HB 989, overhauls the state's policy on instructional materials to allow any county resident —- not just parents —- to challenge materials, such as books, used at schools.
HB 7069, a wide-ranging education bill that encompasses everything from school testing to recess. The $419 million bill sets aside $140 to encourage charter schools to locate near struggling traditional public schools, and includes funding for extra services for students at struggling schools, teacher bonuses and assistance for parents to help pay for education services for children with disabilities.
SB 2514, sets up a process for the state Agency for Health Care Administration to ask legislative leaders to release $1.5 billion for the Low Income Pool program after a final agreement is reached with the federal government. The program provides extra money to hospitals that serve large numbers of poor and uninsured patients. The wide-ranging bill also revamps the way nursing homes will be paid in the future in the Medicaid program.
HB 101, allows families to request certificates of “nonviable birth” after miscarriages. Called the “Grieving Families Act,” the measure gives parents the option of seeking certificates of nonviable birth for fetuses lost between the ninth and 20th weeks of gestation.
HB 221, creates long-debated statewide regulations for “transportation network companies,” such as Uber and Lyft. The measure, backed by the ridesharing industry, includes insurance and background-check requirements that are less stringent than those sought by local governments.
HB 299, expands the Central Florida Expressway Authority (CFX) to include Brevard County.
SB 368, designates 50 roads and bridges across the state. The measure names sections of Orange County roads after slain Orlando Police Lt. Debra Clayton and the late golf legend Arnold Palmer. In addition, a part of U.S. 441 in Miami-Dade County will be “Muhammad Ali Boulevard,” and a portion of U.S. 90 in Santa Rosa County will honor Wendell Hall, who retired last year after 16 years as the county's sheriff.
HB 865, increases the allowed weight of natural gas-fueled vehicles from 80,000 pounds to 82,000 pounds, the maximum amount under federal law. The new law also directs the state Department of Transportation to study the economic feasibility of acquiring the Garcon Point Bridge from the Santa Rosa Bay Bridge Authority, and orders a study of the boundaries of the transportation department's seven districts to determine the cost of creating an additional district around Fort Myers.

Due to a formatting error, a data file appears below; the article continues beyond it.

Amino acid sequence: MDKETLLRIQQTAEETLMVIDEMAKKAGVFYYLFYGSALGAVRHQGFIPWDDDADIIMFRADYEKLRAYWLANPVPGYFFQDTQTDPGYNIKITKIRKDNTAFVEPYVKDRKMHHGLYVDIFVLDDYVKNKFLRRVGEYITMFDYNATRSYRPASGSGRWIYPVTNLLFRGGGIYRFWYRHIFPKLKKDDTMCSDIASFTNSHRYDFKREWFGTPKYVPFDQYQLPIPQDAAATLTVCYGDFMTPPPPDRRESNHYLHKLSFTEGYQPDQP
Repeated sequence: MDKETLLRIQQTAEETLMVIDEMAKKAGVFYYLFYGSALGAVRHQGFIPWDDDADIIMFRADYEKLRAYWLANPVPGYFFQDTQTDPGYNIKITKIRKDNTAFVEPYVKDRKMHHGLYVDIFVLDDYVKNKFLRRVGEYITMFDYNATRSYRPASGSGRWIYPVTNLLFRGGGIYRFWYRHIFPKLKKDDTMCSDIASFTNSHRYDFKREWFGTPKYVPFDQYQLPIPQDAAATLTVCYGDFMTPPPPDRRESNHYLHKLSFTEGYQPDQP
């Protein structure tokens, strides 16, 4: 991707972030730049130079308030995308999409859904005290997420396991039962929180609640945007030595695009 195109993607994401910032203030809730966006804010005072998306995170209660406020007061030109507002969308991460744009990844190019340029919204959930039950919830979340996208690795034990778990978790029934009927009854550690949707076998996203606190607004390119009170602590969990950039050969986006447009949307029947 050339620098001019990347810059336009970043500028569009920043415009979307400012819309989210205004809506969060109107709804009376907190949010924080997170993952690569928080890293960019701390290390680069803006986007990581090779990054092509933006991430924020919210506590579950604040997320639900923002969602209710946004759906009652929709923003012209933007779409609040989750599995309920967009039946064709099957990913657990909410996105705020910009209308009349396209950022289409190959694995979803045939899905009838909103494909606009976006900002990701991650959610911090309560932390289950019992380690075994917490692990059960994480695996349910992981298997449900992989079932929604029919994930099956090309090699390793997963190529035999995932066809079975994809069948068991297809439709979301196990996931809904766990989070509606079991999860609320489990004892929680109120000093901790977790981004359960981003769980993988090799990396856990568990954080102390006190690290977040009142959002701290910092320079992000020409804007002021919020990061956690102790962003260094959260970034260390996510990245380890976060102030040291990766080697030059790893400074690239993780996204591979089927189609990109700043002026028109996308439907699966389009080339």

HB 1169, designates part of a road in Pinellas County as “Officer Charles `Charlie K' Kondek, Jr., Memorial Highway,” after a longtime Tarpon Springs police officer who was killed in the line of duty in 2014.
SB 1018, requires stepped-up public notification of pollution incidents. The law was spurred by controversies last year in response to the handling of a sinkhole at a Mosaic phosphate plant in Polk County and sewage discharges into Tampa Bay. Owners or operators of facilities responsible for pollution will have to submit reports within 24 hours to the Florida Department of Environmental Protection. The department, in turn, will be required to post the information online within 24 hours.
HB 711, expands a registration-fee discount for boaters to purchase certain locator beacons. The discount was created last year in reaction to the disappearance of Austin Stephanos and Perry Cohen, two 14-year-olds from Tequesta, who went missing in July 2015 after steering a 19-foot boat out of the Jupiter Inlet into the Atlantic Ocean.
HB 7043, allows the owners of private submerged lands adjacent to Outstanding Florida Waters or an aquatic preserve to ask the Fish and Wildlife Conservation Commission to establish boating-restricted areas solely to protect any seagrass and contiguous seagrass habitat within their private property.
HB 185, creates a 50 percent entry-fee discount to state parks for families operating a licensed family foster home, and a one-time, annual entrance pass for families that adopt a special needs child.
Rideshare services, such as Lyft and Uber, will have to comply with statewide rules, and students and teachers will be allowed to express their religious beliefs at public schools, under new laws that will go into effect Saturday.